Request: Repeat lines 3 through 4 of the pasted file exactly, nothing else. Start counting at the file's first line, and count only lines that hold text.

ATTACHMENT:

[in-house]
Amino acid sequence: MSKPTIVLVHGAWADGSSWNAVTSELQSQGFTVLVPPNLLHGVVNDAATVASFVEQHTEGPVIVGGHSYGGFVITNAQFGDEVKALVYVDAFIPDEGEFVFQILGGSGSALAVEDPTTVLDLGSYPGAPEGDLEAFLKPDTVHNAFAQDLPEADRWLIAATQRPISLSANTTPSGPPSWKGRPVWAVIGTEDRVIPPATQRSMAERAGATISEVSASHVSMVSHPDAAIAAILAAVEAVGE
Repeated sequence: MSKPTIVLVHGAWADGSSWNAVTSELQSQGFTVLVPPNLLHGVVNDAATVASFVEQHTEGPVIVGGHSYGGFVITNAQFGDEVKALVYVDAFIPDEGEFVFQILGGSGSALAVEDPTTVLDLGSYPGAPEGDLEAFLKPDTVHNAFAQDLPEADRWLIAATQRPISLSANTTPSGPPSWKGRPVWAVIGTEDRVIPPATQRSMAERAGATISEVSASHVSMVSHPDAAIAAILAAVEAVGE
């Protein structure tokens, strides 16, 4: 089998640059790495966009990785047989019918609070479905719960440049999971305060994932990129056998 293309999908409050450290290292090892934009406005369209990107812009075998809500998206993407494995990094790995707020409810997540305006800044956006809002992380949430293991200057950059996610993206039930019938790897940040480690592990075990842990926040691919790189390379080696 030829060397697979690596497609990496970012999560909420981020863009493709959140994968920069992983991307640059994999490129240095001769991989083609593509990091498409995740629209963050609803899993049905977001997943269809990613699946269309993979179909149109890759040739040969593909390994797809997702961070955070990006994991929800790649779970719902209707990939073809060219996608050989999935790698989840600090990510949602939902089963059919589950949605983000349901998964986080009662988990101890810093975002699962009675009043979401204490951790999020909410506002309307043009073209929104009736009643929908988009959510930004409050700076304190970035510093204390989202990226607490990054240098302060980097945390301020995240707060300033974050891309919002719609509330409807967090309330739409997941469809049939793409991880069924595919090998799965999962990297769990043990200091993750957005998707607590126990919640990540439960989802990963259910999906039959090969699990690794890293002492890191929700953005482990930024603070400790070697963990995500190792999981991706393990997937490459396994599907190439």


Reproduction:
Repeated sequence: MSKPTIVLVHGAWADGSSWNAVTSELQSQGFTVLVPPNLLHGVVNDAATVASFVEQHTEGPVIVGGHSYGGFVITNAQFGDEVKALVYVDAFIPDEGEFVFQILGGSGSALAVEDPTTVLDLGSYPGAPEGDLEAFLKPDTVHNAFAQDLPEADRWLIAATQRPISLSANTTPSGPPSWKGRPVWAVIGTEDRVIPPATQRSMAERAGATISEVSASHVSMVSHPDAAIAAILAAVEAVGE
């Protein structure tokens, strides 16, 4: 089998640059790495966009990785047989019918609070479905719960440049999971305060994932990129056998 293309999908409050450290290292090892934009406005369209990107812009075998809500998206993407494995990094790995707020409810997540305006800044956006809002992380949430293991200057950059996610993206039930019938790897940040480690592990075990842990926040691919790189390379080696 030829060397697979690596497609990496970012999560909420981020863009493709959140994968920069992983991307640059994999490129240095001769991989083609593509990091498409995740629209963050609803899993049905977001997943269809990613699946269309993979179909149109890759040739040969593909390994797809997702961070955070990006994991929800790649779970719902209707990939073809060219996608050989999935790698989840600090990510949602939902089963059919589950949605983000349901998964986080009662988990101890810093975002699962009675009043979401204490951790999020909410506002309307043009073209929104009736009643929908988009959510930004409050700076304190970035510093204390989202990226607490990054240098302060980097945390301020995240707060300033974050891309919002719609509330409807967090309330739409997941469809049939793409991880069924595919090998799965999962990297769990043990200091993750957005998707607590126990919640990540439960989802990963259910999906039959090969699990690794890293002492890191929700953005482990930024603070400790070697963990995500190792999981991706393990997937490459396994599907190439």